September 30, 2019 Practice Points

Tips on Filing for Preliminary Injunction in Trade Secret Cases

Considerations when seeking an emergency injunction

By Christopher W. Tackett

As a prelude to my upcoming ABA article regarding the distinctions between the Defend Trade Secret Act and the analogous various state adoptions of common law regarding trade secrets, this Practice Point serves to offer practical tips for a party seeking to quickly obtain an emergency preliminary injunction in a trade secret case. The following are a few quick tips to consider when seeking an emergency injunction.

  1. File Your Underlying Action Using a Verified Complaint
    The complaint can then be used as sworn statements from the client in support of your motion for preliminary injunction. This will help speed up the process of getting your motion for preliminary injunction filed and having in the necessary sworn statements in support from your client.
  2. Keep in Mind That There Is a Federal Question Basis to File in Federal Court

    Practitioners should remember that there is federal question basis to file a complaint, and thus your motion for injunction, in federal court under the Defend Trade Secrets Act (DTSA). Do note, however, that the DTSA does not apply retroactively. Thus, the DTSA will be available as a basis for your claim only if the misappropriation occurred after the DTSA’s enactment on May 11, 2016. See Defend Trade Secrets Act, Pub. L. No. 114-153 (DTSA). But, in this context, the prospective-only nature of the DTSA should have no practical impact. (If the alleged misappropriation happened three years ago, and you are telling the judge an emergency injunction is needed, you likely have bigger problems in your endeavor than whether the DTSA will be used as the basis for the claim.)
  3. Think Intelligently about Forum and Venue

    If your local state court that is the appropriate venue lacks resources to hear an injunction motion on an expedited basis, filing in federal court may well be your best bet. But, do not reflexively file in federal court simply because there is a federal question basis to do so. Think carefully about what best suits your client and the complexity of the issues underlying their trade secret allegations.
  4. Get Directly to the Source of Your Factual Allegations!

    This tip cannot be stressed enough and is often overlooked. Because the preliminary injunction motion and hearing to follow soon after represents an expedited proceeding, it can be common to use one’s main client contact as the point person for learning all the underlying facts on the fly. But, this shortcut is not enough and can lead to misunderstandings and inaccuracies between your papers and the testimony presented at hearing. When you are asking for extraordinary relief, it is best to avoid any appearance of inconsistency in your pitch. Thus, interview the source of any factual allegations yourself, and ensure that you have complete command of those facts when you seek the extraordinary and expedited relief of a preliminary injunction. Furthermore, this will help bolster your knowledge and expertise with the underlying facts, which will only serve to improve your chances in the hearing.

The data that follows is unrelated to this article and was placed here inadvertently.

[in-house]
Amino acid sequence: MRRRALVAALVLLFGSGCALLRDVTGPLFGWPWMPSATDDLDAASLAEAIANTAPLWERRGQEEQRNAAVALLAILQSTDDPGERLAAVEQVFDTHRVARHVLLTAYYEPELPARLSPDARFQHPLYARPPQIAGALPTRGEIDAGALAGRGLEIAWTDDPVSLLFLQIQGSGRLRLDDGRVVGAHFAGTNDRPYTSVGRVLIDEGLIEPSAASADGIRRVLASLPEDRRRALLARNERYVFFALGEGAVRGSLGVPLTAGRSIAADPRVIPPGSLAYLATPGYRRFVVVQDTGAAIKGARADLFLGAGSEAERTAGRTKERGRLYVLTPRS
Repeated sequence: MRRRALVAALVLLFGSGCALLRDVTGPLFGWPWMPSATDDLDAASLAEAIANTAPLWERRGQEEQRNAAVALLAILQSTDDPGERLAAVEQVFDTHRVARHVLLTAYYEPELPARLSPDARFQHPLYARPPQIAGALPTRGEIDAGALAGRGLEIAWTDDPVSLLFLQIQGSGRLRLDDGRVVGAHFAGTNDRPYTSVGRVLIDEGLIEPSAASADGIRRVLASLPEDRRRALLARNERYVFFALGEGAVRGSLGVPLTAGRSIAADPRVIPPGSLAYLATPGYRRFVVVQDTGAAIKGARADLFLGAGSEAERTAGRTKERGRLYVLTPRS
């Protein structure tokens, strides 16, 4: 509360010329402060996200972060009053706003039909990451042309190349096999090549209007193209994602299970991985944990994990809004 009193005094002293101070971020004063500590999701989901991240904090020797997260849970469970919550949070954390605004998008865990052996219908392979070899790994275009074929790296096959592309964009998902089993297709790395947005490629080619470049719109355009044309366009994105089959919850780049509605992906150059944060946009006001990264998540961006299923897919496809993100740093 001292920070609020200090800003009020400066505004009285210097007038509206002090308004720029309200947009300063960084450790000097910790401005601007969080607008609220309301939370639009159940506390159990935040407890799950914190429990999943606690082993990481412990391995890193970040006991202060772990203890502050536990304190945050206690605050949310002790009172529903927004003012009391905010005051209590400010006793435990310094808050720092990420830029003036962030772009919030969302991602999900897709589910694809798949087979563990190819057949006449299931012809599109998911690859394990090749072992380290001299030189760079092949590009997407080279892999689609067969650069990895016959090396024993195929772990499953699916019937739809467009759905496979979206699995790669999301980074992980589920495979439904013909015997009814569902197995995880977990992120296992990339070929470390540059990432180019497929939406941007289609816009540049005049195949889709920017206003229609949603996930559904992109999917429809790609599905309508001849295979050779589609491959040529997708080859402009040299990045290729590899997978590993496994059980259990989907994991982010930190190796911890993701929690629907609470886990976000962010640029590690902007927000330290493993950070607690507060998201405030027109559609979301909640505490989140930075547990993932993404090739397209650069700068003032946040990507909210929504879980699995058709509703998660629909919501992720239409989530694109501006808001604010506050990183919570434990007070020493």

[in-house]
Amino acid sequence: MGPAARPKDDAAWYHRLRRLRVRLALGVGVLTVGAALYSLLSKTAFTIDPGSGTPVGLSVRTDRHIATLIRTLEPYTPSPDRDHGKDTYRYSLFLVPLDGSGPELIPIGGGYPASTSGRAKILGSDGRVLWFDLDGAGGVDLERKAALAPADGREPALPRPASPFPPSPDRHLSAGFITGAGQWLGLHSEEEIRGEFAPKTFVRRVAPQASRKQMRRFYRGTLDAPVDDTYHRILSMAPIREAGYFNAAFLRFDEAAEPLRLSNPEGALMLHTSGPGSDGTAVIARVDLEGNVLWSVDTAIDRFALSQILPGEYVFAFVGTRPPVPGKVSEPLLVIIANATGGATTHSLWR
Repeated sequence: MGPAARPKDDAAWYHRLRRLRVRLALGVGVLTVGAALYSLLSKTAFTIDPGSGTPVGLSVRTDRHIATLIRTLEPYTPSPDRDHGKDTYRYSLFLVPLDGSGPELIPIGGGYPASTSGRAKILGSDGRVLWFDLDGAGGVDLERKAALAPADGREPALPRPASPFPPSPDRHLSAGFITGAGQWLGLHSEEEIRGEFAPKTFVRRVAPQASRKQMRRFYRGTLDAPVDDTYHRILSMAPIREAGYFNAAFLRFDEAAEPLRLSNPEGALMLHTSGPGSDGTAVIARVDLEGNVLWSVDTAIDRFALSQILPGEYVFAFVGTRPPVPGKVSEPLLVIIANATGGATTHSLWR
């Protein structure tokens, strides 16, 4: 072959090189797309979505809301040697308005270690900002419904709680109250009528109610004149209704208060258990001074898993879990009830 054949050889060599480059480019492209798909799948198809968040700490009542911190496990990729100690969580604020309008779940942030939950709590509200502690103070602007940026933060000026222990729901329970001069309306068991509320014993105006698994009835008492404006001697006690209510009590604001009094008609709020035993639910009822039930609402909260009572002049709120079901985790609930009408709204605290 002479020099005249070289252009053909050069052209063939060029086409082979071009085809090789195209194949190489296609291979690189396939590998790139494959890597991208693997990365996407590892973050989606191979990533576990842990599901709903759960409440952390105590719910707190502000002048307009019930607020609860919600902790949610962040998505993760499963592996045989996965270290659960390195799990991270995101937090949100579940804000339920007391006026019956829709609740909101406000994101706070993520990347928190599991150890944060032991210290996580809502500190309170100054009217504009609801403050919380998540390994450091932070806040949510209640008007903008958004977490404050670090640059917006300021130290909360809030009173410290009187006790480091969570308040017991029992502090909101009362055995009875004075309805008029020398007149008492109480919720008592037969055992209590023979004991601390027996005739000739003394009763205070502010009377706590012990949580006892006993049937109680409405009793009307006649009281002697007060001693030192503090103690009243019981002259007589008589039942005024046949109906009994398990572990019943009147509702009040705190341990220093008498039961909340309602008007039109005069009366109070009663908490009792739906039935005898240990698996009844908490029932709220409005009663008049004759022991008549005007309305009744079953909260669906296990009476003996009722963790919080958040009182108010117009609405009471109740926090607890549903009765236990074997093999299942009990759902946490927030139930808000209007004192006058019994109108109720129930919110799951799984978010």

5. Seek Expedited Discovery in Support

    Rule 26(d) of the Federal Rules of Civil Procedure allows federal courts to adjust the timing and sequence for conducting discovery, and allow for early discovery, which would generally not open in federal court until after the parties’ 26(f) conference. This gives courts the discretion to order discovery on an expedited basis, so that it can be conducted prior to a preliminary injunction hearing. When there is good cause shown—such as a party pursuing an emergency injunction to protect trade secrets from being used by a competitor—courts generally will grant a motion for expedited discovery.

    Practitioners should keep in mind, however, that taking this step will also open their clients up to responding to expedited discovery in advance of the preliminary injunction hearing. Thus, if you are a claimant that already has everything needed to meet its burden, you may want to strategically choose to forgo this step.
  6. In Extreme Cases Involving High-Value IP, Be Aware of the Ex Parte Seizure Remedy under the DTSA

    Practitioners should be aware that the DTSA grants a unique remedy allowing a claimant to potentially obtain an ex parte seizure order, as set forth under 18 U.S.C. §1836(b)(2). The DTSA provides, however, that the ex parte seizure remedy is only available under “extraordinary circumstances,” when the remedy is required to stop the “propagation or dissemination” of the subject trade secrets at issue. Further, the DTSA requires that any court issuing an ex parte seizure order must order a subsequent hearing within seven days after granting the seizure. So, if asking for the ex parte seizure remedy, one should be prepared to head to court and put forth their proof within seven days. Although this remedy is worth noting, in many instances an interim order under Rule 65 requiring preservation of subject devices should be enough.

Christopher W. Tackett is of counsel with Roetzel in Columbus, Ohio.

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